Friday, August 14, 2015

Catholic Spirituality

The ordinary Christian in our modern world is not interested in ascetical and mystical theology, it all sounds strange: a pre-enlightened era of our history. We are more interested in love of God and neighbor, and this is the standard.

However, Catholicism has a tradition that goes back to many of the theologians of the past who have done much to introduce us to spirituality. We are familiar with the purgative, illuminative and unitive paths-- the  ascetical would be the purgative, and the mystical the illuminative way. Another way of saying this: ascetical theology treats the ordinary way to growth in perfection while mystical theology treats  the extraordinary way.

A seminary spirituality professor in the Peace Weekly gives the readers an idea of what is involved in teaching about spirituality, its development, and in its importance.

In the early church, we had persons with a desire to be faithful to the teachings they had received,  zealously living the spiritual life, praying and meditating but a little change in their thinking in the beginning led gradually to big problems, and separation from the community of faith to which they belonged, and falling into what we called heresy. 

In the 17th century, many mystical movements in society moved the church in the following centuries in two directions. One way was to emphasize the ascetical over those who were trying to catch the clouds. The other approach was to write books  about the correct methods of spirituality in an academic manner.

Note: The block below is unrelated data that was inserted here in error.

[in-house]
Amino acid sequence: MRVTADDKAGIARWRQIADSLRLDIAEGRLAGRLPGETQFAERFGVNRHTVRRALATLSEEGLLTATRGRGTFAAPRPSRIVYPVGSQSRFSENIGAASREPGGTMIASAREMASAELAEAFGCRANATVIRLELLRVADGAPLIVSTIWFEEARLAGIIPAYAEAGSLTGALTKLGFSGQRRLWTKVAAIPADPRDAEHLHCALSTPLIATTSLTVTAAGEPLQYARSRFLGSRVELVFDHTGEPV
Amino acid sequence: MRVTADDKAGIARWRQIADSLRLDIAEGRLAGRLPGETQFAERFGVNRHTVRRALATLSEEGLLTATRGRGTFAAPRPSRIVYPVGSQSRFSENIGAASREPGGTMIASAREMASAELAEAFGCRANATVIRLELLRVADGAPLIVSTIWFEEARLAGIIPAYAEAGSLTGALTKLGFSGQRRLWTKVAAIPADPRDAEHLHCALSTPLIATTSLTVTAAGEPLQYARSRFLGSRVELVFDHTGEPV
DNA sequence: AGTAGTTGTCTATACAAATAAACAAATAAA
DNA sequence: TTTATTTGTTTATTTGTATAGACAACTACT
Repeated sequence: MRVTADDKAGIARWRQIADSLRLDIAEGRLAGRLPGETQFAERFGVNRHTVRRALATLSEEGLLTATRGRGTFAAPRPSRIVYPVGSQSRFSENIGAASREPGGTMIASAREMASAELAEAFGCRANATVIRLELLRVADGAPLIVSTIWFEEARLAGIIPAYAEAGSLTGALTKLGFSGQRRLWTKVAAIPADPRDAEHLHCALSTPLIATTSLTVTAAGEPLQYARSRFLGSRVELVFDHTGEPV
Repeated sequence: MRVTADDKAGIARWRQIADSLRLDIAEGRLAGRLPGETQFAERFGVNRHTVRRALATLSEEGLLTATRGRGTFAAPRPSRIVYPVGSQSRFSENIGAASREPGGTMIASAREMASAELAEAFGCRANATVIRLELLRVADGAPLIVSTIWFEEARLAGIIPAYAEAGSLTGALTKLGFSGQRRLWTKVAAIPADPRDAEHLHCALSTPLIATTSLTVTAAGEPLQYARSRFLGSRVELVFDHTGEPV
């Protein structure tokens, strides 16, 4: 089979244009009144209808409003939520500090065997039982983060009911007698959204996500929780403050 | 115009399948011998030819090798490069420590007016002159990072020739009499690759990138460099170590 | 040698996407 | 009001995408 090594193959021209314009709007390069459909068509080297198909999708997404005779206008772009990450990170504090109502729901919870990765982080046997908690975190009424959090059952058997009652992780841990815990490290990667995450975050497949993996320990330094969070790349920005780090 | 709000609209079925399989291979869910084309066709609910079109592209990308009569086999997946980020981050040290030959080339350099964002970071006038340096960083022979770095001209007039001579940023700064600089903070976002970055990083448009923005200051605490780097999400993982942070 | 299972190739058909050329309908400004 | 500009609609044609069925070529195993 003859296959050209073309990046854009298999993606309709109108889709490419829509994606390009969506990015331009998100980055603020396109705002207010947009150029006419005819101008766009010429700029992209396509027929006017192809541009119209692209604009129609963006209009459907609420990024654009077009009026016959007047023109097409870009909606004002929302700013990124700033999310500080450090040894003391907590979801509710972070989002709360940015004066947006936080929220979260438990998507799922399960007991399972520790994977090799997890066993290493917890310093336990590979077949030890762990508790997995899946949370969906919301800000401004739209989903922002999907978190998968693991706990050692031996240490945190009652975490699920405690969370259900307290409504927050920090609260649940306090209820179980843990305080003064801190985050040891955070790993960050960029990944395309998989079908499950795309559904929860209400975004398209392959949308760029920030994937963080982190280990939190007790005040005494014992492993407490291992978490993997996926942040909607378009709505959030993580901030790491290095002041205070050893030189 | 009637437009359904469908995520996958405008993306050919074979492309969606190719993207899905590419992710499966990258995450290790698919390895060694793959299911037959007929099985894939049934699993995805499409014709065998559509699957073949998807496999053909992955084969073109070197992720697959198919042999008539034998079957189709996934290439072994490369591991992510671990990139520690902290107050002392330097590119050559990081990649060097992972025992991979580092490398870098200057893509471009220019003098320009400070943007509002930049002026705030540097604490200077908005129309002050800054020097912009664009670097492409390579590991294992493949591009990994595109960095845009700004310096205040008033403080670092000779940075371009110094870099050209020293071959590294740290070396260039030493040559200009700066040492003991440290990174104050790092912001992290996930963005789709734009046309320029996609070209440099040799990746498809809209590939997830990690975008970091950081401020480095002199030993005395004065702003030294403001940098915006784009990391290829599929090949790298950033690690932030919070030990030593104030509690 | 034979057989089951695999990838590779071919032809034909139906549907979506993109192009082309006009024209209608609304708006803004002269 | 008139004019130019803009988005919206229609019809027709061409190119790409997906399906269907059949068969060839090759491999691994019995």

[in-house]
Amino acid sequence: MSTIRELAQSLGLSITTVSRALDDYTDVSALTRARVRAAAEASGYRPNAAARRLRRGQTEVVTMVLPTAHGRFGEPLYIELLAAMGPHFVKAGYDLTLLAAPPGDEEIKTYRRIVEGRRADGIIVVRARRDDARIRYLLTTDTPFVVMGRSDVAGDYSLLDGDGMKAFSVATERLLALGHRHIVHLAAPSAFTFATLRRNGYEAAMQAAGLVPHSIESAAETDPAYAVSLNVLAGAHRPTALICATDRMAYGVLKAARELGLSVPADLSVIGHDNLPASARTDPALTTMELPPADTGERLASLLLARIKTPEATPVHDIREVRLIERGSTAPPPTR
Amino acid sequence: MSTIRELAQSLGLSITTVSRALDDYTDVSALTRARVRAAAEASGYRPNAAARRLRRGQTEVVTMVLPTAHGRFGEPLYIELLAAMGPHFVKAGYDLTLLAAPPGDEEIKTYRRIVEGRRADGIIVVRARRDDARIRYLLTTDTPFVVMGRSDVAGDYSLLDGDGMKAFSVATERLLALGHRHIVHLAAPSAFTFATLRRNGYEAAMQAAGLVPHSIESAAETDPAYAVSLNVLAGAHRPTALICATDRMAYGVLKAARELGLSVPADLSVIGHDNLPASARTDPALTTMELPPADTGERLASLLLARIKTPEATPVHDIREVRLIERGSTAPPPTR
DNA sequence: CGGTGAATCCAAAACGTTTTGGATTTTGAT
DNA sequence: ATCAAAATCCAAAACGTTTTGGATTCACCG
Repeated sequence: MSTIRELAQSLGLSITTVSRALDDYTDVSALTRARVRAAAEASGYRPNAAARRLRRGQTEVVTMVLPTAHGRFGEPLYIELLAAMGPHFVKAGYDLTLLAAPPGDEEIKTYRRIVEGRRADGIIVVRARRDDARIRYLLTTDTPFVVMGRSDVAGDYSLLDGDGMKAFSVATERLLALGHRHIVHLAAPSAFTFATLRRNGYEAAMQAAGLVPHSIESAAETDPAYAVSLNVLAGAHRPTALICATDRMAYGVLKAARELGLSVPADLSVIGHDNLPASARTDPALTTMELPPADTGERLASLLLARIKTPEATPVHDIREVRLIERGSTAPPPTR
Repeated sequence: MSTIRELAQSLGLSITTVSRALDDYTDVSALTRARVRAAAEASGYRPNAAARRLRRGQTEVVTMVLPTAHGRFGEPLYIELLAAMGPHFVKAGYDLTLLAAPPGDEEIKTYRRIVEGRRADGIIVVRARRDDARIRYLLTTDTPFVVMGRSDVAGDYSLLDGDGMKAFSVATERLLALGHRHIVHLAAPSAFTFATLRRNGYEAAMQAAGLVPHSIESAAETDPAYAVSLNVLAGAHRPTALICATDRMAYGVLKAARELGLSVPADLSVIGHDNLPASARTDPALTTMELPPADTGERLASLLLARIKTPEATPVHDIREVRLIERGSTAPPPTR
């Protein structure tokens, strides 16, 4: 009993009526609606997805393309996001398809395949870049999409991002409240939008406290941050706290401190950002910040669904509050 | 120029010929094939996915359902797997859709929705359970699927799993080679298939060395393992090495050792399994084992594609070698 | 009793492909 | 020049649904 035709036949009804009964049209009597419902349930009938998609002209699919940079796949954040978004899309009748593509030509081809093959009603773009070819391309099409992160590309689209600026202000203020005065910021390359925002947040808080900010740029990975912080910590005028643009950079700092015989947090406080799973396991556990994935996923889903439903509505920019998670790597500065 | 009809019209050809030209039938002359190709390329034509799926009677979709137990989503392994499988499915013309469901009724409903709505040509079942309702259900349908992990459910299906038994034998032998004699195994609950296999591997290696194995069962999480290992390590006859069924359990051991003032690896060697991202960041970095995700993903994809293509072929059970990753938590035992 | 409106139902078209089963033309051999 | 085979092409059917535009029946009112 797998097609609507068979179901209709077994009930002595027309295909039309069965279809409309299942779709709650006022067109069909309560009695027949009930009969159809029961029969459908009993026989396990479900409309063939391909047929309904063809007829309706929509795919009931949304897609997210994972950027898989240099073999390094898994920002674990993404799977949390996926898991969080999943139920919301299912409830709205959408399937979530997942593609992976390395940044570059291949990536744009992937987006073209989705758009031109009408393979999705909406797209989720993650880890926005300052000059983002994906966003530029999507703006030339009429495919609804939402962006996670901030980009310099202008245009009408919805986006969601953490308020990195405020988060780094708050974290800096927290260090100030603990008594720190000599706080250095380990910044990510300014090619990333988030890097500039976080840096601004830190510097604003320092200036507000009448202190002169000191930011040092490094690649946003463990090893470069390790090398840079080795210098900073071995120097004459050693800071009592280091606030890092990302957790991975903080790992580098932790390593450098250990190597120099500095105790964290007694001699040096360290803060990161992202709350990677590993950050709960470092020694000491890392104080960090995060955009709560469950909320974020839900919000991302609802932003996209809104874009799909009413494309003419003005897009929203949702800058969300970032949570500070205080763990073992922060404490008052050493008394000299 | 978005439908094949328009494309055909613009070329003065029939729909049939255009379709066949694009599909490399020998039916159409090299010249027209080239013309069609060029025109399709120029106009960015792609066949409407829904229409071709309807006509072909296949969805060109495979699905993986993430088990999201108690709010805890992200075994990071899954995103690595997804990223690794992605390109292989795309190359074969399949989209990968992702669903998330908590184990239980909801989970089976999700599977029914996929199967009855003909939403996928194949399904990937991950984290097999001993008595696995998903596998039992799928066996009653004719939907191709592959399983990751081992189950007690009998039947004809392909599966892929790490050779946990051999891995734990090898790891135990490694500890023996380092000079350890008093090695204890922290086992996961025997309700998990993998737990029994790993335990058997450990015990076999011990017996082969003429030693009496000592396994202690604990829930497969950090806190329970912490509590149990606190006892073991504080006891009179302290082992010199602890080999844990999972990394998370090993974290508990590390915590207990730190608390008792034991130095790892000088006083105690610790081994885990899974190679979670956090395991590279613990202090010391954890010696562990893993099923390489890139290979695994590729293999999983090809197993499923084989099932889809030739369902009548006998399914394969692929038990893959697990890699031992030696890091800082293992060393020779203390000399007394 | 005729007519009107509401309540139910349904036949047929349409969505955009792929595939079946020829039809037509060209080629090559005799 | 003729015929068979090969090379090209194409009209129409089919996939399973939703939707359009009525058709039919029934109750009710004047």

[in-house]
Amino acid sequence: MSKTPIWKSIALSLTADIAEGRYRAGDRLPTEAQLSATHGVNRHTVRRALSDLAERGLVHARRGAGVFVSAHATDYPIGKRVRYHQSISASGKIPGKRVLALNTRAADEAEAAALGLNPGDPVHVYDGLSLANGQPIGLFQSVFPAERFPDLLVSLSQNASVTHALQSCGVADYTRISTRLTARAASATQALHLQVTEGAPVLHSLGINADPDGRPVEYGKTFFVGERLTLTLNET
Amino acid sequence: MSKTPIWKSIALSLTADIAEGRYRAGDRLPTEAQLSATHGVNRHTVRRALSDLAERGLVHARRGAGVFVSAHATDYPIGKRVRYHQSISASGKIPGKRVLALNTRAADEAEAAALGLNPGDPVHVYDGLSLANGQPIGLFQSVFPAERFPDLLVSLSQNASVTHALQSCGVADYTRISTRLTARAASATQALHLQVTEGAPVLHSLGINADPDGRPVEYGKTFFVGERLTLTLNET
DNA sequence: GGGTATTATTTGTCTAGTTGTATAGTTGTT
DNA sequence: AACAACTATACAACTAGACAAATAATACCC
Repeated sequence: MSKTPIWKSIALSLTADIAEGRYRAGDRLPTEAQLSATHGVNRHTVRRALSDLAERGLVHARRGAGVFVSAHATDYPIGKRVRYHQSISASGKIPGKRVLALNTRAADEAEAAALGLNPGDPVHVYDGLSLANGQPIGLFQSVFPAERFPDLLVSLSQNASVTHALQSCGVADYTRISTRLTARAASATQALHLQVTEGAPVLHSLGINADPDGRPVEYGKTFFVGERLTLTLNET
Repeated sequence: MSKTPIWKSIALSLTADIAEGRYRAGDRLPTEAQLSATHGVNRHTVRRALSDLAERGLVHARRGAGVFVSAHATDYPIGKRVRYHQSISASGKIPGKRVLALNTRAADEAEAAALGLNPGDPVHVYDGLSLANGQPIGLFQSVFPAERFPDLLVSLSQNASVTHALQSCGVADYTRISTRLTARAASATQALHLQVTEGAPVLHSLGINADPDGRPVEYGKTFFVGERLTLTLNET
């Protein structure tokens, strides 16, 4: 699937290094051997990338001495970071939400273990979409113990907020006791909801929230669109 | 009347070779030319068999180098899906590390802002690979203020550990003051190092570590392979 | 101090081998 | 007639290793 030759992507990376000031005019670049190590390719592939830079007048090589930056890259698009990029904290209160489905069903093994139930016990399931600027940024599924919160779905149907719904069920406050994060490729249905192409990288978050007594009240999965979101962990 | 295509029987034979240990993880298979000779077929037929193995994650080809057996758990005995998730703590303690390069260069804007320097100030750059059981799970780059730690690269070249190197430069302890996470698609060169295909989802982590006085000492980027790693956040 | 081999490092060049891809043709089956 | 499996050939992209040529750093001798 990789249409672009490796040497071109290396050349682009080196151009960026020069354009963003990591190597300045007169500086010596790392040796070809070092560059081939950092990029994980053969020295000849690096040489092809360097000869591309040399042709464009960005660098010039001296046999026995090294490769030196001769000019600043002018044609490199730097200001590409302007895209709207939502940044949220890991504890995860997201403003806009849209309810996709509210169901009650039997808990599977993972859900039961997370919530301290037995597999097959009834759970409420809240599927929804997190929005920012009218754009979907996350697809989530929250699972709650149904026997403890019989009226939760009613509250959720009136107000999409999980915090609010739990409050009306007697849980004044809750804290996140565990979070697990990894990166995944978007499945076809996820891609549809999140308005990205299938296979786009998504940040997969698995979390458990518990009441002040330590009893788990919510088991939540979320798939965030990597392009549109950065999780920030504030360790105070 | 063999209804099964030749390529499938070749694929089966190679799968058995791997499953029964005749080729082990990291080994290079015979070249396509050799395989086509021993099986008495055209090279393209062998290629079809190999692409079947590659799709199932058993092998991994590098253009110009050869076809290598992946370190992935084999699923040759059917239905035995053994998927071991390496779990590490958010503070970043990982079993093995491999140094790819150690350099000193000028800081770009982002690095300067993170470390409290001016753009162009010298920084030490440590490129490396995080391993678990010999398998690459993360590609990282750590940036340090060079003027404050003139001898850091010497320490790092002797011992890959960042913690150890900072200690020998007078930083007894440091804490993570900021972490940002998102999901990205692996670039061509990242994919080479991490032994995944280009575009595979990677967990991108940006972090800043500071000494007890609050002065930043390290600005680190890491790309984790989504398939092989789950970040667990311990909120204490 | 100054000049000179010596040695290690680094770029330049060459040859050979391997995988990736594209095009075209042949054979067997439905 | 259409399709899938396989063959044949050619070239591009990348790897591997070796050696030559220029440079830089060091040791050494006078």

One of the well-known  books on spirituality  was written by Scaramelli, (1687-1752) on systems of spirituality. He wrote many books on spirituality, which were academically written and expressed the danger of the emotions in the striving for spirituality. 

A.Poulain, (1836-1919), one of his well-known  books was:  The Graces of Interior Prayer--A treatise on mystical theology. In the introduction, he stressed he wrote the book for those who were interested in mystical theology and those who were teachers in spirituality. He tried to stay away from the subjective and to establish the theory and analyze what was happening, and contributed a great deal to the study of mystical theology. 

The authorities in the church seeing what was going on entered the picture. In 1919, Pope  Benedict 15th, and in 1931 Pope Pio 11th, both wanted the distinction between ascetical and mystical to me made, and to teach it in the colleges of the church.

In conclusion, he says this way of thinking with the ascetical and mystical spirituality gave rise to many problems not easily resolved, and gave birth to movements away from the church. Efforts were made to systematize the teaching on spirituality, which is the movement that is presently going on in the church. It is an intellectual understanding of the systems of spirituality within theology that is being developed.

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